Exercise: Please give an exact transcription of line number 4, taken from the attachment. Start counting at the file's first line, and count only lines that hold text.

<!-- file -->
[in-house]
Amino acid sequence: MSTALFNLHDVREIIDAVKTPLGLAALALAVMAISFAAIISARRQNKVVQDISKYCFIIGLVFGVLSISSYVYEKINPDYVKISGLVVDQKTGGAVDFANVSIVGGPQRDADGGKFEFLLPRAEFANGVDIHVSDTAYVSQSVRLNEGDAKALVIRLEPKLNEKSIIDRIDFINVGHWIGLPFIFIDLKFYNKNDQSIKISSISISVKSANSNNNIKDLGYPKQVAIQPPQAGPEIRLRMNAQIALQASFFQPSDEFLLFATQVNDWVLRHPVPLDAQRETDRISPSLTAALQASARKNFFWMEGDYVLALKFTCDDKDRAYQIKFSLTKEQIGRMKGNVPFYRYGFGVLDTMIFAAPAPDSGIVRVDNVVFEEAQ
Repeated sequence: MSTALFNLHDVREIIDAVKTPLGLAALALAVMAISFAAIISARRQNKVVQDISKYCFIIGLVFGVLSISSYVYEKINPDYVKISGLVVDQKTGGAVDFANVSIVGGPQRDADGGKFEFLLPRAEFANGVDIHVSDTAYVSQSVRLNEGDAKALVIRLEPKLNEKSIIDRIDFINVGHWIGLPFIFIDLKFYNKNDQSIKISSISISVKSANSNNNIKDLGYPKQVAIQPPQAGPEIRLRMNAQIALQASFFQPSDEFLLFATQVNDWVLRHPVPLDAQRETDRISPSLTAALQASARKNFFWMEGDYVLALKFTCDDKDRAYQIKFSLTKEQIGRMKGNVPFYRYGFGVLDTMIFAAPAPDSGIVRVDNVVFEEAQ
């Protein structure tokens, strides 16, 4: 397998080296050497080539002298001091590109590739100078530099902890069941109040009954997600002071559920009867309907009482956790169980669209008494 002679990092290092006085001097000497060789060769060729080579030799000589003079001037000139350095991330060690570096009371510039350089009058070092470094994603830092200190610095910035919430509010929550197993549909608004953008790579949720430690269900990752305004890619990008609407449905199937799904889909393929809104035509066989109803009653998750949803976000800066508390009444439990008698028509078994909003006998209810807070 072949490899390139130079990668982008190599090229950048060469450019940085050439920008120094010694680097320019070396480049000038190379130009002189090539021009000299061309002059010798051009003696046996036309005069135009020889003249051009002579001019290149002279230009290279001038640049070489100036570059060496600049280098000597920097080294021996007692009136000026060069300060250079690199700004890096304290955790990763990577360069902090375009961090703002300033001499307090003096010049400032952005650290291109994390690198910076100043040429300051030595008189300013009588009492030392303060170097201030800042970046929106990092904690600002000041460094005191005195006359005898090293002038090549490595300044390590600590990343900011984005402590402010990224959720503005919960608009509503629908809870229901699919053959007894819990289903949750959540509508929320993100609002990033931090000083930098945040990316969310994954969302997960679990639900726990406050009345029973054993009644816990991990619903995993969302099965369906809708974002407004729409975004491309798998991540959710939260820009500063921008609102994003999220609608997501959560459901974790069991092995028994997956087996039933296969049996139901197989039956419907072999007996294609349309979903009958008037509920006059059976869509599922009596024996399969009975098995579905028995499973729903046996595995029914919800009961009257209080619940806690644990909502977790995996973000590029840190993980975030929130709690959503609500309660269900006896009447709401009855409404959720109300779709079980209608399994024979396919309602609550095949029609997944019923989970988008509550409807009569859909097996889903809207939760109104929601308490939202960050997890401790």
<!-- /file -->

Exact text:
């Protein structure tokens, strides 16, 4: 397998080296050497080539002298001091590109590739100078530099902890069941109040009954997600002071559920009867309907009482956790169980669209008494 002679990092290092006085001097000497060789060769060729080579030799000589003079001037000139350095991330060690570096009371510039350089009058070092470094994603830092200190610095910035919430509010929550197993549909608004953008790579949720430690269900990752305004890619990008609407449905199937799904889909393929809104035509066989109803009653998750949803976000800066508390009444439990008698028509078994909003006998209810807070 072949490899390139130079990668982008190599090229950048060469450019940085050439920008120094010694680097320019070396480049000038190379130009002189090539021009000299061309002059010798051009003696046996036309005069135009020889003249051009002579001019290149002279230009290279001038640049070489100036570059060496600049280098000597920097080294021996007692009136000026060069300060250079690199700004890096304290955790990763990577360069902090375009961090703002300033001499307090003096010049400032952005650290291109994390690198910076100043040429300051030595008189300013009588009492030392303060170097201030800042970046929106990092904690600002000041460094005191005195006359005898090293002038090549490595300044390590600590990343900011984005402590402010990224959720503005919960608009509503629908809870229901699919053959007894819990289903949750959540509508929320993100609002990033931090000083930098945040990316969310994954969302997960679990639900726990406050009345029973054993009644816990991990619903995993969302099965369906809708974002407004729409975004491309798998991540959710939260820009500063921008609102994003999220609608997501959560459901974790069991092995028994997956087996039933296969049996139901197989039956419907072999007996294609349309979903009958008037509920006059059976869509599922009596024996399969009975098995579905028995499973729903046996595995029914919800009961009257209080619940806690644990909502977790995996973000590029840190993980975030929130709690959503609500309660269900006896009447709401009855409404959720109300779709079980209608399994024979396919309602609550095949029609997944019923989970988008509550409807009569859909097996889903809207939760109104929601308490939202960050997890401790």